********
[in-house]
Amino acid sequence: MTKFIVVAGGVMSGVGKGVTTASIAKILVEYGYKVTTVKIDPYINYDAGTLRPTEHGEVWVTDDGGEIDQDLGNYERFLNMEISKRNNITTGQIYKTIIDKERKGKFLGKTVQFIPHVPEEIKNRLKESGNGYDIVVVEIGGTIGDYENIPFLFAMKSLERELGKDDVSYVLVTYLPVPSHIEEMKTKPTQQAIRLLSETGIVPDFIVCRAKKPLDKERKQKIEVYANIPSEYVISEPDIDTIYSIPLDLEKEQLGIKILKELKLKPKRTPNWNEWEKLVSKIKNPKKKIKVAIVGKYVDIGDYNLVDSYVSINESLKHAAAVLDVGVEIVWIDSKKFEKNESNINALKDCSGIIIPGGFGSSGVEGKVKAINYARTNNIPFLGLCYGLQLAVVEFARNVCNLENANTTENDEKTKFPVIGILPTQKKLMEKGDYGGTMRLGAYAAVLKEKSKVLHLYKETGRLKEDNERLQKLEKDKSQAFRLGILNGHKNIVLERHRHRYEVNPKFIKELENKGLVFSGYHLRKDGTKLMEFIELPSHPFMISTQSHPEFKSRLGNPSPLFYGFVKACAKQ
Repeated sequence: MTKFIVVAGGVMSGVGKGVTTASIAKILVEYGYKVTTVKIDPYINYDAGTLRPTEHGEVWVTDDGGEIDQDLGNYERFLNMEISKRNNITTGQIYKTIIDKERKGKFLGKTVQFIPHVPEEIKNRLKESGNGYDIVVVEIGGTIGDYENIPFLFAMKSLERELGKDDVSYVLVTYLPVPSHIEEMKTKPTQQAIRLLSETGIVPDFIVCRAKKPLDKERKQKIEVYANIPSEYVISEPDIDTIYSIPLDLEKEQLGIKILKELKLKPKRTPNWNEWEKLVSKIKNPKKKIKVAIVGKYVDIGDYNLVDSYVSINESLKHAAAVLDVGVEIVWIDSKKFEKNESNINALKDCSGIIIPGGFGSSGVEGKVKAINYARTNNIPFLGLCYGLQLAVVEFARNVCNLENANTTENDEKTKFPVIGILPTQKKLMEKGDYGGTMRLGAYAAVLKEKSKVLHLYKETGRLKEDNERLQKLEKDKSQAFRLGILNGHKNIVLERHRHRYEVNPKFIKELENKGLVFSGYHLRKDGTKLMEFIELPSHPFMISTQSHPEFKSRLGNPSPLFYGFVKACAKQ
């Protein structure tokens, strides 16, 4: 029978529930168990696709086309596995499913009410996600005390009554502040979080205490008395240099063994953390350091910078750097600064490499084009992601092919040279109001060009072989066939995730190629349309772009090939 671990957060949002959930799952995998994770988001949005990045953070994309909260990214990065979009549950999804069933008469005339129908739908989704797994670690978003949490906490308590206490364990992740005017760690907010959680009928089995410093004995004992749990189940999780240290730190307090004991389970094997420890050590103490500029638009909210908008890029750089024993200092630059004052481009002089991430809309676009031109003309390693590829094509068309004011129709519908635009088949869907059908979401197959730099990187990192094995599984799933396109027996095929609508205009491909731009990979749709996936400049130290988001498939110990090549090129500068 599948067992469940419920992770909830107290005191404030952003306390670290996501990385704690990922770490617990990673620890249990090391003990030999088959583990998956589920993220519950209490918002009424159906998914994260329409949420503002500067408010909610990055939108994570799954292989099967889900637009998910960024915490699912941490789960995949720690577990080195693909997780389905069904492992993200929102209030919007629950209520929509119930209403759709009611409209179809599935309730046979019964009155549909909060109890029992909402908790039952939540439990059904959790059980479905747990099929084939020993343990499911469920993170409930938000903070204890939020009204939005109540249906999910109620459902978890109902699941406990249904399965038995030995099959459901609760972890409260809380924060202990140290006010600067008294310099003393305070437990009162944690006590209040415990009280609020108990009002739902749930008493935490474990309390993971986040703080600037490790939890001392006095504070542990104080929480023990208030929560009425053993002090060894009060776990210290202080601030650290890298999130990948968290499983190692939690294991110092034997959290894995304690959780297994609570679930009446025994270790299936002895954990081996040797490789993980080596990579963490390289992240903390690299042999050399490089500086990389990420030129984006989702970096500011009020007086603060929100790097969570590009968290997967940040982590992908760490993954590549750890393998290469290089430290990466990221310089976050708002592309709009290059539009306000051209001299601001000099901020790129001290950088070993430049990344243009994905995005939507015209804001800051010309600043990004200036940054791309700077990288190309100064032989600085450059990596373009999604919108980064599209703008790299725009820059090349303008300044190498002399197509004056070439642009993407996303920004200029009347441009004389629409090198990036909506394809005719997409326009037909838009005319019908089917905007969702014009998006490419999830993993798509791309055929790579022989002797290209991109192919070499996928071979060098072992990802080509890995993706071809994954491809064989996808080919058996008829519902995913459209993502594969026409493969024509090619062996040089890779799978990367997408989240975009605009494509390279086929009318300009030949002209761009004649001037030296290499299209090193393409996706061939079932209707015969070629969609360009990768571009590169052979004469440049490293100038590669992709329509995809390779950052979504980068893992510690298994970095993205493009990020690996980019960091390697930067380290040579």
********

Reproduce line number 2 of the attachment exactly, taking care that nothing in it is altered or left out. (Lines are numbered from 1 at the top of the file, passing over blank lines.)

Amino acid sequence: MTKFIVVAGGVMSGVGKGVTTASIAKILVEYGYKVTTVKIDPYINYDAGTLRPTEHGEVWVTDDGGEIDQDLGNYERFLNMEISKRNNITTGQIYKTIIDKERKGKFLGKTVQFIPHVPEEIKNRLKESGNGYDIVVVEIGGTIGDYENIPFLFAMKSLERELGKDDVSYVLVTYLPVPSHIEEMKTKPTQQAIRLLSETGIVPDFIVCRAKKPLDKERKQKIEVYANIPSEYVISEPDIDTIYSIPLDLEKEQLGIKILKELKLKPKRTPNWNEWEKLVSKIKNPKKKIKVAIVGKYVDIGDYNLVDSYVSINESLKHAAAVLDVGVEIVWIDSKKFEKNESNINALKDCSGIIIPGGFGSSGVEGKVKAINYARTNNIPFLGLCYGLQLAVVEFARNVCNLENANTTENDEKTKFPVIGILPTQKKLMEKGDYGGTMRLGAYAAVLKEKSKVLHLYKETGRLKEDNERLQKLEKDKSQAFRLGILNGHKNIVLERHRHRYEVNPKFIKELENKGLVFSGYHLRKDGTKLMEFIELPSHPFMISTQSHPEFKSRLGNPSPLFYGFVKACAKQ